Please note that in some circumstances, a failure to properly carry out the hearing procedure may result in the annulment of the dismissal or may entitle the employee to damages.
  2. Advance notice12: according to applicable law, both employee and employer are required to provide each other with an advanced written notice before their termination of the employment. In general, the statutory periods for such advance notice vary depending on the employee's seniority as well as the payment basis (hourly or monthly), reaching as much as one month. Please note that an employer may terminate the employment without giving advance notice to the employee, provided that it provides him or her with a payment in lieu of the advance notice.
  3. Severance pay: other than in certain cases set out under applicable law, an employee who continuously works for the same employer or at the same place of work for at least 12 months13 and is dismissed (or resigns in circumstances which qualify as constructive dismissal) is entitled to severance pay14. In general, the amount of severance pay is calculated by multiplying the employee's last month's salary prior to his or her dismissal, by the number of years worked by such employee (or any part thereof).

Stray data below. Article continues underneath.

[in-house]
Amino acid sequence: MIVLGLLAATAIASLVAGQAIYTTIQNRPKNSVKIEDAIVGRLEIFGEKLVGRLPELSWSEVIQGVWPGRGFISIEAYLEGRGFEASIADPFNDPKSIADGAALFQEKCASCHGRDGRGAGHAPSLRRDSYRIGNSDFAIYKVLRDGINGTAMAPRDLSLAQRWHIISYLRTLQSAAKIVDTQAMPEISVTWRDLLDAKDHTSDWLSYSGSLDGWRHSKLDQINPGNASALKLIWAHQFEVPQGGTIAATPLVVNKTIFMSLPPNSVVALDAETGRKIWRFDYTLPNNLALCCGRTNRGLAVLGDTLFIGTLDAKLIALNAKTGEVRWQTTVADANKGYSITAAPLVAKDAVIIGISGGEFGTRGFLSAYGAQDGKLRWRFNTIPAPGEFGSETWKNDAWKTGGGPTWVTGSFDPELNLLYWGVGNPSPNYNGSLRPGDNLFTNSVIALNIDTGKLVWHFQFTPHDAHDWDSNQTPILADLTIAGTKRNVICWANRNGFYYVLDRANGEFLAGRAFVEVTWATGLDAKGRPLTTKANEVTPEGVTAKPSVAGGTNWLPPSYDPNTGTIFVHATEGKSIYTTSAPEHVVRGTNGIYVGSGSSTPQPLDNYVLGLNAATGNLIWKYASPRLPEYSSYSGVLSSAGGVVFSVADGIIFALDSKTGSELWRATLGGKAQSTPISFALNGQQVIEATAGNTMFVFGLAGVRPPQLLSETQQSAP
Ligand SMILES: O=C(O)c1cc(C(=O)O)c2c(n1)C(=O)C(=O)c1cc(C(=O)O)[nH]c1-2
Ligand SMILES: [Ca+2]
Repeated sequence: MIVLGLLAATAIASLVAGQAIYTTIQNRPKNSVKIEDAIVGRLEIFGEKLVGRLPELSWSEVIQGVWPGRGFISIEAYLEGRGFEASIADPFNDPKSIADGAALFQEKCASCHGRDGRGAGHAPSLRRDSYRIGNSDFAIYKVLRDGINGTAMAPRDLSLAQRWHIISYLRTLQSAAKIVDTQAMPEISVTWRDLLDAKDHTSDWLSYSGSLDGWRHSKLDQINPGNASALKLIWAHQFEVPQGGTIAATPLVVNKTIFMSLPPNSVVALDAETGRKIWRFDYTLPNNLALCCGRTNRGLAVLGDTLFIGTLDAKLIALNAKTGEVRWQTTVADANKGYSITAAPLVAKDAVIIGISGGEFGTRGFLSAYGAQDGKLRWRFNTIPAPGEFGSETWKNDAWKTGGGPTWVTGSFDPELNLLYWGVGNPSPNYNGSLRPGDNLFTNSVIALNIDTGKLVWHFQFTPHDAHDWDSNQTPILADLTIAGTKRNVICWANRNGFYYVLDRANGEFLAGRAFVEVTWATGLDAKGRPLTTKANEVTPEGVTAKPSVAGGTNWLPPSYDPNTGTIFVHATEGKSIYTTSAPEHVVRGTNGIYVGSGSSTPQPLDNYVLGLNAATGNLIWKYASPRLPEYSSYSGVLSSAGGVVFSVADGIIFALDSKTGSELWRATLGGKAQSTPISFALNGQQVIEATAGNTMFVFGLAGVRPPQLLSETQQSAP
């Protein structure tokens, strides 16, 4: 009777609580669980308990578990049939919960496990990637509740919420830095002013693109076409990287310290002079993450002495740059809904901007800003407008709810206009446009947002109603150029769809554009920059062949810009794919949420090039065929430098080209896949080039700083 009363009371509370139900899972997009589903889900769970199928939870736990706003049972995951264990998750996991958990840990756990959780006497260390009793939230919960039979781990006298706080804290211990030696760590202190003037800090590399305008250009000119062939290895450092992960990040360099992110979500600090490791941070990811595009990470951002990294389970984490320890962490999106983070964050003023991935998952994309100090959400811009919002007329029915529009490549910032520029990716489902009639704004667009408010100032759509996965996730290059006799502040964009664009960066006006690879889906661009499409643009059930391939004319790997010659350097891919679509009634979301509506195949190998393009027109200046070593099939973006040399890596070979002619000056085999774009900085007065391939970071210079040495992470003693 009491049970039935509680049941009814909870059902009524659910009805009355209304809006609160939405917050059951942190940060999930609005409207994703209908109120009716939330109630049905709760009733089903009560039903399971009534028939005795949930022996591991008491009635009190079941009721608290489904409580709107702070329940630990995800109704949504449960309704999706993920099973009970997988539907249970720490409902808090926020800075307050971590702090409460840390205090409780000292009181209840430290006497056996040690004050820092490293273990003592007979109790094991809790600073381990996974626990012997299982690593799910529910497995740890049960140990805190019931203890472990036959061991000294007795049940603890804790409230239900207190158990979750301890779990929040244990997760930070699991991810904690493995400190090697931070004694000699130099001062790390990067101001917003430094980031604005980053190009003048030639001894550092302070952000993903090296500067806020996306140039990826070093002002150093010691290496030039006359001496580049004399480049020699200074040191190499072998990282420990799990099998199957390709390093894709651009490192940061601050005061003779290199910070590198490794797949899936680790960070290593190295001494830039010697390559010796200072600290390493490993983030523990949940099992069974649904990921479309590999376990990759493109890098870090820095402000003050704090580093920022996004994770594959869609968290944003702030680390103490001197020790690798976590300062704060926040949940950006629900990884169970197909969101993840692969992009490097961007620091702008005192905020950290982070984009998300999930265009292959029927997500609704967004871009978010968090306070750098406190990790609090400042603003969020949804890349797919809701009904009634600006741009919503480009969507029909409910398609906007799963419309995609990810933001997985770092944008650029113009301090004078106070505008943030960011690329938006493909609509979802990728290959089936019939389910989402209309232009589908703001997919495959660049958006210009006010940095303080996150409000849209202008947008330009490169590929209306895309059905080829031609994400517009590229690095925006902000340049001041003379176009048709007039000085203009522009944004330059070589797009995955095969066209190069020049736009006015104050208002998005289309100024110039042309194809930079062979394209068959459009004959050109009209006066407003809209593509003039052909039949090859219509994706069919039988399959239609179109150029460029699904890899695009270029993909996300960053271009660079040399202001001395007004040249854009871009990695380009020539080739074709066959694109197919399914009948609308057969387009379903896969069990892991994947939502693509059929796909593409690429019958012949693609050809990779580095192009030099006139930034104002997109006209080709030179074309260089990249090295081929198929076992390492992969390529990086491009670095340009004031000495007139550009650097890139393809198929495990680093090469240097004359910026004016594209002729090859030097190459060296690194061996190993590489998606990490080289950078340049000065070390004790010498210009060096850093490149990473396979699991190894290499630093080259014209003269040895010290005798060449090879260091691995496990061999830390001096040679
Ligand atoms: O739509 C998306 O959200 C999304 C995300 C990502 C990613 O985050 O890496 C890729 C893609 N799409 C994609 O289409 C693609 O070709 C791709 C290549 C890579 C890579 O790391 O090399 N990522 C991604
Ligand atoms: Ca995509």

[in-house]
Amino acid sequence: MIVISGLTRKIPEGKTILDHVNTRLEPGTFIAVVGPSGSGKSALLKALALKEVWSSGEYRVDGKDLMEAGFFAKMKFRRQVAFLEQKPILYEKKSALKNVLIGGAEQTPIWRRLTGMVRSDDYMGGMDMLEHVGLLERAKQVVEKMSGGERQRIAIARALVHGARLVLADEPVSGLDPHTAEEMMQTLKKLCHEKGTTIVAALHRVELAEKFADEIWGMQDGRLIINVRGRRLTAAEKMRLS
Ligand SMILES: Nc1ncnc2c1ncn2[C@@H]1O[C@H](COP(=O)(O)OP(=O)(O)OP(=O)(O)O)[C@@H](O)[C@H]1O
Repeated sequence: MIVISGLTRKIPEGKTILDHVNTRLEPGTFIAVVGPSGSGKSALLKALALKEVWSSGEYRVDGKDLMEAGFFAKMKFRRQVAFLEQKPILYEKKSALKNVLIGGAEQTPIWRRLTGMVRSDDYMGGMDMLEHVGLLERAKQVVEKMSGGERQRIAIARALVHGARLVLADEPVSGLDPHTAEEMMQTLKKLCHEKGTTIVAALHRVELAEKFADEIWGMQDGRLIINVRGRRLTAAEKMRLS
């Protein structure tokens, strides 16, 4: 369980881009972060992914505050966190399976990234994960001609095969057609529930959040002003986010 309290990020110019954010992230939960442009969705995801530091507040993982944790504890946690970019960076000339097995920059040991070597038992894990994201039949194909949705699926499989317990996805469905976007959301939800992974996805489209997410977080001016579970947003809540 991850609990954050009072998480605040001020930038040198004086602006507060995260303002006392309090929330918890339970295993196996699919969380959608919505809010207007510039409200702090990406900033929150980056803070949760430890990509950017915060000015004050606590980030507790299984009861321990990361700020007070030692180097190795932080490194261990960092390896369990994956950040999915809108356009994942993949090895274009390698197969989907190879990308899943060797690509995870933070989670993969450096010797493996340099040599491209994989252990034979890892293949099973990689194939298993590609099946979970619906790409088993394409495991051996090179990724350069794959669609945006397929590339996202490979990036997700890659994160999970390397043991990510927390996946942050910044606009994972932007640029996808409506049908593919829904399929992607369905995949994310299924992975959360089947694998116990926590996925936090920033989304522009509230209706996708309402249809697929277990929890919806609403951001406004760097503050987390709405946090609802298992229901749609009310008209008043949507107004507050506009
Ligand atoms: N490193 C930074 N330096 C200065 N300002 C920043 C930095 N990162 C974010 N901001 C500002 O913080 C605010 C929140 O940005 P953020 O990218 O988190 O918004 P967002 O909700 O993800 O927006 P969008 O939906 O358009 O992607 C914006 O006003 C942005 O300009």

It should be noted, however, that since 2008 employers are obligated to contribute certain amounts towards severance pay, on a monthly basis, to the employee's pension insurance fund. Such amounts are deducted from the employee's entitlement to severance pay upon termination. In certain cases the law further allows an employer to increase contributions towards severance pay. In such cases the amount accumulated in the insurance fund is considered as being paid to the employee in lieu of paying severance pay. In these cases no outstanding obligation is incumbent on the employer upon termination.
  4. General: under applicable law, termination under certain circumstances or due to particular grounds may be found to be illegal (e.g. dismissal of a pregnant employee who worked for at least six months for the same employer or at the same workplace is prohibited unless the employer has received a specific authorisation from the competent authority15, and dismissal due to the employee's religion, personal status or sex and several other grounds is also prohibited, etc.).

Footnotes

1 The Employee and Candidates Notification Law (Terms of Employment and Application Process) – 2002.

2 The Minimum Wage Law - 1987.

3 Hours of Work and Rest Law - 1951 and its subsequent expansion orders.

4 Annual Leave Law - 1951.

5 Law and Governance Ordinance- 1948 and the Independence Day Law - 1949.

6 The Sick Leave Law - 1976.

7 Employers' participation in Travel Expanses to and from Work Expansion Order.

8 Payment of Recuperation Pay Expansion Order.

9 National Insurance Law - 1995.

10 Women Employment Law - 1954.